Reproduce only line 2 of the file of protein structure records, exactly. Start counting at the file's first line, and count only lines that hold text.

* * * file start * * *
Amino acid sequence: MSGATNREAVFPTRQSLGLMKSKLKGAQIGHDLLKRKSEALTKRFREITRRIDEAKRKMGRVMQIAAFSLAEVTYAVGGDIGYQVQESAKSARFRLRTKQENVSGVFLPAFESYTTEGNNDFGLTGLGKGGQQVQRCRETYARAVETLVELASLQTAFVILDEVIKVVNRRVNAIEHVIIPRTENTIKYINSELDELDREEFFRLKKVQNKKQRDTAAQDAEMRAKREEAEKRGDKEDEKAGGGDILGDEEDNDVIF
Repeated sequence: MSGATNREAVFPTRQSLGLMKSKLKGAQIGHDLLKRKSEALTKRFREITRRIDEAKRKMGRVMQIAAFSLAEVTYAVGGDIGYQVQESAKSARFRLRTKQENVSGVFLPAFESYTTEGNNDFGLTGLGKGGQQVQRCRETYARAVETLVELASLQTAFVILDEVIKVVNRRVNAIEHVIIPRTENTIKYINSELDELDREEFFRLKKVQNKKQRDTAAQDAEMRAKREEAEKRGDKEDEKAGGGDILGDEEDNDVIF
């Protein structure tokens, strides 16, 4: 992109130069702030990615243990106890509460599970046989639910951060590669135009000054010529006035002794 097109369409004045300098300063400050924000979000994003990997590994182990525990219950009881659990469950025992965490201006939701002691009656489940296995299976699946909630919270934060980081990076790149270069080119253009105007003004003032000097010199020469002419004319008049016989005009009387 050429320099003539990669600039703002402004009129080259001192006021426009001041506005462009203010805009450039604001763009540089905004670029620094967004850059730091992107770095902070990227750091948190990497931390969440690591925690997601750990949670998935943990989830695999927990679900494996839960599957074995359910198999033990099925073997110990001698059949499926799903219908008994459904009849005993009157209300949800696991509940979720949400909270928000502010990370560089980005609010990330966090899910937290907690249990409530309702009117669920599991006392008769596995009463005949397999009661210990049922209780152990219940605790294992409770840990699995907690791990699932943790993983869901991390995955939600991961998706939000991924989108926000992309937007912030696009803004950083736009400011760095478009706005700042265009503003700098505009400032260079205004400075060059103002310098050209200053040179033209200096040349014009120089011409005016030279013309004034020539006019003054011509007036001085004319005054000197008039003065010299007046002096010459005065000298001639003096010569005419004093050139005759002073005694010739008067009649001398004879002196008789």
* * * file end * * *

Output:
Repeated sequence: MSGATNREAVFPTRQSLGLMKSKLKGAQIGHDLLKRKSEALTKRFREITRRIDEAKRKMGRVMQIAAFSLAEVTYAVGGDIGYQVQESAKSARFRLRTKQENVSGVFLPAFESYTTEGNNDFGLTGLGKGGQQVQRCRETYARAVETLVELASLQTAFVILDEVIKVVNRRVNAIEHVIIPRTENTIKYINSELDELDREEFFRLKKVQNKKQRDTAAQDAEMRAKREEAEKRGDKEDEKAGGGDILGDEEDNDVIF